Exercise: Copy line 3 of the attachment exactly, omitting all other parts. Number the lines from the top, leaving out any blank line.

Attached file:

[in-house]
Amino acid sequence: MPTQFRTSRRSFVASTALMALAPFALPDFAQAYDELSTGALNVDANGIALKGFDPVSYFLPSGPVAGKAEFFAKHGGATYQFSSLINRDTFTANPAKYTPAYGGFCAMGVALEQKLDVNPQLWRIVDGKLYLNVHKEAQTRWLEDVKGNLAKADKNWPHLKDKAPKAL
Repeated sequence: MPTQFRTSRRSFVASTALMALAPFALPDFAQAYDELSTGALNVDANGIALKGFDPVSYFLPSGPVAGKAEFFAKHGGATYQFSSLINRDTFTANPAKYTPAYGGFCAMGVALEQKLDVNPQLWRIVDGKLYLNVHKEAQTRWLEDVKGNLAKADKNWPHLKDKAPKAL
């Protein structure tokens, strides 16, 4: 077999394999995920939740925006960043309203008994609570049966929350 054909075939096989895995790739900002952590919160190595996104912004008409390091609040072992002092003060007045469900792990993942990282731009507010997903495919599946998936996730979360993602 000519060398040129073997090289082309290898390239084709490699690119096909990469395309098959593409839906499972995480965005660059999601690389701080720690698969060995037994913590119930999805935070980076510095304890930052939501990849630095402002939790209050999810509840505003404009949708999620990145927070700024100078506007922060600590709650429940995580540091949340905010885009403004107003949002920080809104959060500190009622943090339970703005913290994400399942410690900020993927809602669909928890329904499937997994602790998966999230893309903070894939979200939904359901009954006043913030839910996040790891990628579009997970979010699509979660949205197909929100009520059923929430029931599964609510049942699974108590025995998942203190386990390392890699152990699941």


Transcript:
Repeated sequence: MPTQFRTSRRSFVASTALMALAPFALPDFAQAYDELSTGALNVDANGIALKGFDPVSYFLPSGPVAGKAEFFAKHGGATYQFSSLINRDTFTANPAKYTPAYGGFCAMGVALEQKLDVNPQLWRIVDGKLYLNVHKEAQTRWLEDVKGNLAKADKNWPHLKDKAPKAL